© Hieronymusukkel hapag lloyd
© Hieronymusukkel

Hapag-Lloyd has posted a huge net profit of $3.4bn for the third quarter, and a cumulative nine-month result of $6.7bn that compares with just $605m earned in the first three quarters of 2020.

Putting the fifth-largest ocean carrier’s earnings into context, that nine-month profit exceeds its return from the whole of the past five years.

And CEO Rolf Habben Jansen said today the carrier’s result for Q4 would be equally strong, and that he saw “no dramatic change” for the first quarter of 2022.

He believes the carrier does not expect to see any return to normalisation in liner trades before the end of H1 next year.

Notwithstanding the recent dive in spot rates from Asia, Mr Habben Jansen said he expected the “triple-digit” percentage increases the line had negotiated so far with its contracted customers to positively impact results from Q1 22 onwards, insulating the carrier from any slump in short-term rates.

He said some Asia-Europe contracts were still being agreed with shippers and there were “significantly more ‘early bird’ contracts” being agreed on the transpacific, well ahead of the normal early spring negotiating season.

Revenue in Q3 soared 110% above the same period of last year, to $7.4bn, on virtually static liftings of 2,976,000 teu, resulting in a doubling of its average rate, to $2,234 per teu.

Hapag-Lloyd’s average rate for the period compares favourably with Maersk’s reported $1,780 per teu, and is on a par with THE Alliance partners ONE and HMM’s declared average rates for the quarter of $2,375 and $2,330, respectively.

The average rates include all trades, including backhaul legs, and are therefore significantly lower than the market rates on the Asia to US and Europe headhaul trades.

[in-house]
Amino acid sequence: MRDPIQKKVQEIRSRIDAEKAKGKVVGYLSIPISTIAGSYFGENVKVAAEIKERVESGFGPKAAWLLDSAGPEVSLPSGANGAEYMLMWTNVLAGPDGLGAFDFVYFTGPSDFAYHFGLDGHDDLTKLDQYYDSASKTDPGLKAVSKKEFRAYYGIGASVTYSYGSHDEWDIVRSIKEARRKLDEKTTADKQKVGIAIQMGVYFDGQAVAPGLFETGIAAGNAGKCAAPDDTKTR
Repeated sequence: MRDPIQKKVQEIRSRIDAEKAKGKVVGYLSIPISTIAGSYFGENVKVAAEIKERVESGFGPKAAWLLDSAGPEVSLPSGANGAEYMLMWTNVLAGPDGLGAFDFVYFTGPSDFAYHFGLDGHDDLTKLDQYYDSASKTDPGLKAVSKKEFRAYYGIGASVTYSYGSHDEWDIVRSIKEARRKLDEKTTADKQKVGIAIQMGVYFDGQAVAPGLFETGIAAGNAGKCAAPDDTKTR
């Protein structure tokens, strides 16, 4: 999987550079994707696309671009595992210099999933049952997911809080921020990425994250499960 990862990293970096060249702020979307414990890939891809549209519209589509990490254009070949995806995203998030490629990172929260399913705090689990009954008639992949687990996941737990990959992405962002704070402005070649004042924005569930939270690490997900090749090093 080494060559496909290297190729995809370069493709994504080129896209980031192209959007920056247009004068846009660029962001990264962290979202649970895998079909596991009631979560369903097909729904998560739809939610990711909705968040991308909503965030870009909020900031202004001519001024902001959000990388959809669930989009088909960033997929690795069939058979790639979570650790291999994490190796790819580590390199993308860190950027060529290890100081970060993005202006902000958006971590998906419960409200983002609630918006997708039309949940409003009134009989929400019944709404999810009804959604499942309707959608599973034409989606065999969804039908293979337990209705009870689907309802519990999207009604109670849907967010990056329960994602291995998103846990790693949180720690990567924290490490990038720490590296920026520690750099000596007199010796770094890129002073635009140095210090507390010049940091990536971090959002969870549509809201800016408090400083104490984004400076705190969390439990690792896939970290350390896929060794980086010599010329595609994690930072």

Interestingly, Hapag-Lloyd saw a substantial 40% volume contraction in its intra-Asia tradelane during the quarter, to just 130,000 teu, as it prioritised other more lucrative routes.

But Mr Habben Jansen said he was concerned about the operational cost increases related to bunkers, port costs, haulage and charter hire.

However, in regard to the latter, he argued that the carrier’s “lower-than-average” 41% of its 1.8m teu capacity it has on charter meant it was “less exposed” than many of its competitors that had been aggressively buying-in tonnage to protect them from the impact of skyrocketing daily hire rates.

Moreover, he said, the carrier had “very few” charter ships subject to extension renegotiation within the next 12 months.

In the third quarter, Hapag-Lloyd completed the takeover of African trade specialist NileDutch, as well as agreeing a 30% investment in the JadeWeserPort, Wilhelmshaven. It has also paid down the majority of its $6bn debt this year and said it expected to have a leverage “close to zero” by the end of December.

Hapag-Lloyd will hold its Capital Markets Day on 17 November.

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